Retail Jobs Report: More Telecommuting Options for Seasonal Workers

When most job seekers consider seasonal retail jobs, they think of late nights, controlling crowds, Black Friday, and wrapping gifts for last-minute holiday shoppers, but a few large retailers are looking for workers willing to stay home this season.

JCPenney, Williams-Sonoma, and Amazon have all posted listings for work-from-home seasonal retail jobs this year, and, if it proves to be successful, many more retailers could follow suit.

What do these at-home retail jobs look like?

“Most of these jobs will be answering customer questions and concerns through phone, email, or web-based chat services. These types of positions are great for older job seekers or those who may have a difficult time getting to an office or being on their feet,” said Andrew Challenger, Vice President of global outplacement firm Challenger, Gray & Christmas, Inc.

For the Williams-Sonoma jobs, employees will attend paid virtual training before starting work. The Home Shopping Network is also hiring for similar positions, although these will only be in Florida and Tennessee.

The rise of these at-home retail jobs is due in part to low in-store sales figures compared to the rise of e-commerce transactions. According to the U.S. Department of Commerce, in-store sales fell 7.2 percent in December 2016, marking 23 consecutive months of declining sales.

Meanwhile, non-store retailers – catalogues and online – experienced a 10.4 percent gain during the same period. Seasonally adjusted e-commerce sales made up 8.2 percent of all sales in the fourth quarter of last year, compared to 1999, when they accounted for just 0.6 percent, according to Bloomberg. In the second quarter of 2017, non-seasonally adjusted e-commerce sales accounted for 8.9 percent of all sales.

Jobs in non-store retailers are on the rise as well. Since September 2016, the industry, which includes online shopping, increased employment 3.7 percent. According to a December report from the Bureau of Labor Statistics, jobs in electronic shopping and auctions rose over 400 percent since October 1990.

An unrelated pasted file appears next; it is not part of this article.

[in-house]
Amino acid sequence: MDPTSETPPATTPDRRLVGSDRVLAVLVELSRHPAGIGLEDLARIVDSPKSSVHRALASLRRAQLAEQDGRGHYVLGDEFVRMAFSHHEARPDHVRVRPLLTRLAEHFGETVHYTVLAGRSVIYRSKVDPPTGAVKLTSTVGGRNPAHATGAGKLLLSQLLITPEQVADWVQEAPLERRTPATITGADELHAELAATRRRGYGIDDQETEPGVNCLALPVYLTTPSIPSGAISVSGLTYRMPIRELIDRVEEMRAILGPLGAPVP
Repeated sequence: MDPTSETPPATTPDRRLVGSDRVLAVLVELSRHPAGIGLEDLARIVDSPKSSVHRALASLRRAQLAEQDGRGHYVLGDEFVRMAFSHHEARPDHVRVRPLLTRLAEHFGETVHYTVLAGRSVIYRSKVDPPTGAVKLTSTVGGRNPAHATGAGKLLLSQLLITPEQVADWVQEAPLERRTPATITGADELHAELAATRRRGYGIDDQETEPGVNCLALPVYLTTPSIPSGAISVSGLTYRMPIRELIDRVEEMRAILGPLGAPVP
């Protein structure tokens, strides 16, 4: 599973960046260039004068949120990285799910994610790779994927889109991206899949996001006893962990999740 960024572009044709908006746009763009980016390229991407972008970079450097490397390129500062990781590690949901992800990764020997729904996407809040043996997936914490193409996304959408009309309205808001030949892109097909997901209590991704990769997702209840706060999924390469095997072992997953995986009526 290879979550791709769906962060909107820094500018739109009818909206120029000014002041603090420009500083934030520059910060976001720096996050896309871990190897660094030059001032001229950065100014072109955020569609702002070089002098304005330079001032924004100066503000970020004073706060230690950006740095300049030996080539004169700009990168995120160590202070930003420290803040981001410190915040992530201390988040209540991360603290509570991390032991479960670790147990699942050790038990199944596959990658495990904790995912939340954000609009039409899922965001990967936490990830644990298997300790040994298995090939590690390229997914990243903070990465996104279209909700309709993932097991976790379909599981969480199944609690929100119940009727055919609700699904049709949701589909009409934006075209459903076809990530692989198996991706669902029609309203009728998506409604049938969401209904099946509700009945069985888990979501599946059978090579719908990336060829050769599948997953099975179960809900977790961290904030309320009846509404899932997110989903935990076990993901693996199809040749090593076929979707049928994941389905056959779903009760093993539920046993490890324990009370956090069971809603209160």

Combine this with the telecommuting trend. According to the 2017 State of Telecommuting in the U.S. Employee Workforce report by FlexJobs and Global Workplace Analytics, 3.9 million U.S. employees, or 2.9 percent of the total workforce, work from home at least half the time – meaning there has been a 115 percent increase in telecommuting from 2005 to 2015. The Bureau of Labor Statistics also found that 22 percent of workers did some or all of their work at home, compared to 19 percent in 2003.

These work-from-home retail jobs could provide good opportunities, particularly for older workers. According to the FlexJobs and Global Workplace Analytics survey, the average telecommuter is 46 years of age or older, with 50 percent of telecommuters being 45 or older.

“With the unemployment rate hovering near 4.2 percent, employers are going to need to offer more perks to attract talent, and telecommuting is a huge draw for workers,” said Challenger.

“While there is a lot of worry that the increase in e-commerce is going to hurt the amount of jobs available in the retail space, these selling channels bring new opportunities as the industry pivots. It’s a positive indicator that retailers are not just cutting in-store workers, but are also adding these remote customer service associates,” added Challenger.